BROTHER by David Chariandy
One of Kirkus Reviews’ “Excellent Summer Reads for Your Book Club” and Publishers Weekly’s Best Summer Books of 2018! “A novel about the indignities, frustrations, and joy found in a Toronto public housing complex. Chariandy’s second novel is a slender volume with the heart of a family epic. An important, riveting novel about dreams, families, and the systems holding them back.” — Kirkus Reviews, starred review

CAT FLAP by Alan S. Cowell
When she awoke as a cat, Dolores Tremayne saw no immediate advantage in having four paws instead of two arms and two legs… A brilliant, funny novel of love, marriage, and modern life. “The novel is literate in the best sense of the term, with Cowell’s wearing his intelligence and sense of humor lightly, mixing in references to high culture (Proust, Kierkegaard) and popular culture (the Disney movie The Aristocats) to great effect. Recommended for fans of literary humor and anyone who loves cats.” — Library Journal

THE DESCENT OF MONSTERS by JY Yang
The third enthralling silkpunk fantasy in JY Yang’s Tensorate Series, which combines magic, mystery, and enraged dinosaurs. “Yang’s third series novella (after THE RED THREADS OF FORTUNE) continues to establish silkpunk fantasy as a superbly original subgenre.” — Library Journal

PW Best Summer Books of 2018

Publishers Weekly recently announced their Best Summer Books of 2018, including these 9 Macmillan titles:
Top 10 (full list)

NEW POETS OF NATIVE NATIONS, edited by Heid E. Erdrich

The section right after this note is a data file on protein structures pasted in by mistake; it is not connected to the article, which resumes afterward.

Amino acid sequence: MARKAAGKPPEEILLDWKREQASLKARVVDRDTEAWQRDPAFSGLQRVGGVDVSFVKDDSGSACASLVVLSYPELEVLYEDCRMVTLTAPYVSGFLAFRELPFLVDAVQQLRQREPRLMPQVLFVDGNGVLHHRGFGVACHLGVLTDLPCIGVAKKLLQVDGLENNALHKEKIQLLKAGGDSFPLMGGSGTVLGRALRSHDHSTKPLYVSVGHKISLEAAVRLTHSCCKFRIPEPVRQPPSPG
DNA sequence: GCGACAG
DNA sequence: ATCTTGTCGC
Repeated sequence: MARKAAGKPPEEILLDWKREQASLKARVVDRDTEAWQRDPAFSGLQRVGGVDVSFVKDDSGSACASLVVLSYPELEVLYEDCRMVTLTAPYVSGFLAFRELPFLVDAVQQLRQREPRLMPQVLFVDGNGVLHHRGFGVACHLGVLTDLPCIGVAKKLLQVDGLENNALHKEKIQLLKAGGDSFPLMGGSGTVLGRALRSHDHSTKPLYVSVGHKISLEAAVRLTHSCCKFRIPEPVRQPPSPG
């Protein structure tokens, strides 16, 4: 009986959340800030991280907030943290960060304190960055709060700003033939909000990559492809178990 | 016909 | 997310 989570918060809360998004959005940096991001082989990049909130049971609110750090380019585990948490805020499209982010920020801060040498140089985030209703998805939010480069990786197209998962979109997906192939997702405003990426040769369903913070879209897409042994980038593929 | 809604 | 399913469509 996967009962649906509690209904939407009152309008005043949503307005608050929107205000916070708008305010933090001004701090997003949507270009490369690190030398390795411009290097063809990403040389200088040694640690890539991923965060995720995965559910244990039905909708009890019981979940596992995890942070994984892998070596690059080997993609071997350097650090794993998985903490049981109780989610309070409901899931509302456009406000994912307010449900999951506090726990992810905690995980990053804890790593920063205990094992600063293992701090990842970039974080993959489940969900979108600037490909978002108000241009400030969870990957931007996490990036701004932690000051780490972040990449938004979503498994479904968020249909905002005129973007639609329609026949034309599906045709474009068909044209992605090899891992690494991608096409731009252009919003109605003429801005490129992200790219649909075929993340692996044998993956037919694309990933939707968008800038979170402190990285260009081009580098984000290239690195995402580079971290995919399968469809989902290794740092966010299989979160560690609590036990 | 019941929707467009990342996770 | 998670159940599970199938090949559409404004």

Rather than anthologize contemporary and emerging authors alongside classic or familiar ones, Erdrich introduces readers to 21 Native poets whose writing was first published after 2000. It’s a simple, powerful framing and all that is needed to introduce readers to a group of writers whose breadth and diversity of styles represent some of the best of contemporary poetry today. —Alex Green, New England correspondent

Fiction (full list)

BABY TEETH by Zoje Stage
Stage’s debut novel is a deviously fun domestic horror story that takes child-rearing anxiety to demented new heights. Frustrated stay-at-home mom Suzette attempts to pacify her seven-year-old daughter Hanna, who adores her father but distrusts Suzette, has dangerous tantrums, and only speaks in the voice of a 17th-century girl who was burned at the stake. As Suzette tries to connect with Hanna, Hanna plots ways to “step up her game against Mommy.”

BROTHER by David Chariandy
Set during the summer of 1991 in the Park, a housing complex in the Toronto suburb of Scarborough, Chariandy’s powerful and incendiary novel tracks the coming of age of two mixed-heritage brothers. Sensitive Michael fumbles through his first relationship while volatile Francis becomes obsessed with the burgeoning hip-hop scene. Chariandy imbues his resilient characters with strength and hope.

KUDOS by Rachel Cusk
Cusk’s final book in a trilogy (after OUTLINE and TRANSIT) expertly concludes the story of protagonist British author Faye. Like its predecessors, the novel eschews chronicling Faye’s life via traditional narrative, instead filling each page with conversations with and monologues by the many writers, journalists, and publicists she meets during her travels. As always, Cusk’s ear for dialogue and language is stunning. The author ends Faye’s trilogy with yet another gem.

Mystery (full list)

CAGED by Ellison Cooper
In her debut thriller, Cooper, an anthropologist who has worked as a murder investigator in Washington, D.C., channels “equal parts Kathy Reichs and Thomas Harris” (according to Lisa Gardner). In the basement of a D.C. house, a woman is found dead in a cage—left to slowly starve to death in a cold and calculating experiment with no clear motive. readmoreremove